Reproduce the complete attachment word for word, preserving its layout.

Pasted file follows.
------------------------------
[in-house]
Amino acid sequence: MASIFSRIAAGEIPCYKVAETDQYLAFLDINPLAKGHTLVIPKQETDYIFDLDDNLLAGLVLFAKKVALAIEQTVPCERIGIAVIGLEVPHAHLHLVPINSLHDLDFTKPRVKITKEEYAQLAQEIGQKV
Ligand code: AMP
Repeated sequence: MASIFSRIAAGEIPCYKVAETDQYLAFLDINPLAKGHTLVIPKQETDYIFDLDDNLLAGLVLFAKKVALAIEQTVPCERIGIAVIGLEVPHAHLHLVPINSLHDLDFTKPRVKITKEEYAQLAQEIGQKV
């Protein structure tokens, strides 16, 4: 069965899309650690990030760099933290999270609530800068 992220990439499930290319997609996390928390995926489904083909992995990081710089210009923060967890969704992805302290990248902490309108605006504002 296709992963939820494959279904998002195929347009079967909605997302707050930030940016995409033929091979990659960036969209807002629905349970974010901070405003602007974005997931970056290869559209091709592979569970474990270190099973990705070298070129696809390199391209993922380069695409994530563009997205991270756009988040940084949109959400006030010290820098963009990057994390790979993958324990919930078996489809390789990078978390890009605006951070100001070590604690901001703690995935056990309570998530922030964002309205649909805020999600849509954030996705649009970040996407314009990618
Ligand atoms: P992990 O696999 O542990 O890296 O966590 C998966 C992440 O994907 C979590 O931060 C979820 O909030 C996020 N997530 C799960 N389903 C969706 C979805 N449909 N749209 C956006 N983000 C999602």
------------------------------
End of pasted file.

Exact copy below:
[in-house]
Amino acid sequence: MASIFSRIAAGEIPCYKVAETDQYLAFLDINPLAKGHTLVIPKQETDYIFDLDDNLLAGLVLFAKKVALAIEQTVPCERIGIAVIGLEVPHAHLHLVPINSLHDLDFTKPRVKITKEEYAQLAQEIGQKV
Ligand code: AMP
Repeated sequence: MASIFSRIAAGEIPCYKVAETDQYLAFLDINPLAKGHTLVIPKQETDYIFDLDDNLLAGLVLFAKKVALAIEQTVPCERIGIAVIGLEVPHAHLHLVPINSLHDLDFTKPRVKITKEEYAQLAQEIGQKV
């Protein structure tokens, strides 16, 4: 069965899309650690990030760099933290999270609530800068 992220990439499930290319997609996390928390995926489904083909992995990081710089210009923060967890969704992805302290990248902490309108605006504002 296709992963939820494959279904998002195929347009079967909605997302707050930030940016995409033929091979990659960036969209807002629905349970974010901070405003602007974005997931970056290869559209091709592979569970474990270190099973990705070298070129696809390199391209993922380069695409994530563009997205991270756009988040940084949109959400006030010290820098963009990057994390790979993958324990919930078996489809390789990078978390890009605006951070100001070590604690901001703690995935056990309570998530922030964002309205649909805020999600849509954030996705649009970040996407314009990618
Ligand atoms: P992990 O696999 O542990 O890296 O966590 C998966 C992440 O994907 C979590 O931060 C979820 O909030 C996020 N997530 C799960 N389903 C969706 C979805 N449909 N749209 C956006 N983000 C999602």